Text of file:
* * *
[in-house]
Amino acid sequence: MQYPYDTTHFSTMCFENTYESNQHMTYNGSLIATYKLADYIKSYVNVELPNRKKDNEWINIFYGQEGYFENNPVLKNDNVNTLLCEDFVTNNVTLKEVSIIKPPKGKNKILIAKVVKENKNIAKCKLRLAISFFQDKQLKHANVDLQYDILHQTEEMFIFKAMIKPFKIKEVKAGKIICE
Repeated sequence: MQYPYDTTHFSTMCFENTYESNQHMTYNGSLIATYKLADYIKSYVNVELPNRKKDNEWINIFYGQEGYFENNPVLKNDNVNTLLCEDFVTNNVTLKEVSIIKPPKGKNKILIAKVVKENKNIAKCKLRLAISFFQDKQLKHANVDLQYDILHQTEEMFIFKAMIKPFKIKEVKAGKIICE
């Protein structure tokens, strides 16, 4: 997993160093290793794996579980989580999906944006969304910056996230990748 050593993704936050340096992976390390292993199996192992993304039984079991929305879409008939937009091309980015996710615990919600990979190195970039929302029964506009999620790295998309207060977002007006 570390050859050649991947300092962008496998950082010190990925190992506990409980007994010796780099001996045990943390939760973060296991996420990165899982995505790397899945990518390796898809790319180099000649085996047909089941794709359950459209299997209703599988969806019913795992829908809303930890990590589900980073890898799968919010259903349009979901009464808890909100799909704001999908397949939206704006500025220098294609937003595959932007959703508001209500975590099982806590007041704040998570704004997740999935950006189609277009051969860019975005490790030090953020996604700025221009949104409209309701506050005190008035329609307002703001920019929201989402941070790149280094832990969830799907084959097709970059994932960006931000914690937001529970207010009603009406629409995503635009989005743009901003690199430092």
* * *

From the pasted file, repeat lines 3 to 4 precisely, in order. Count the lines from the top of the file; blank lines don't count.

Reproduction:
Repeated sequence: MQYPYDTTHFSTMCFENTYESNQHMTYNGSLIATYKLADYIKSYVNVELPNRKKDNEWINIFYGQEGYFENNPVLKNDNVNTLLCEDFVTNNVTLKEVSIIKPPKGKNKILIAKVVKENKNIAKCKLRLAISFFQDKQLKHANVDLQYDILHQTEEMFIFKAMIKPFKIKEVKAGKIICE
């Protein structure tokens, strides 16, 4: 997993160093290793794996579980989580999906944006969304910056996230990748 050593993704936050340096992976390390292993199996192992993304039984079991929305879409008939937009091309980015996710615990919600990979190195970039929302029964506009999620790295998309207060977002007006 570390050859050649991947300092962008496998950082010190990925190992506990409980007994010796780099001996045990943390939760973060296991996420990165899982995505790397899945990518390796898809790319180099000649085996047909089941794709359950459209299997209703599988969806019913795992829908809303930890990590589900980073890898799968919010259903349009979901009464808890909100799909704001999908397949939206704006500025220098294609937003595959932007959703508001209500975590099982806590007041704040998570704004997740999935950006189609277009051969860019975005490790030090953020996604700025221009949104409209309701506050005190008035329609307002703001920019929201989402941070790149280094832990969830799907084959097709970059994932960006931000914690937001529970207010009603009406629409995503635009989005743009901003690199430092």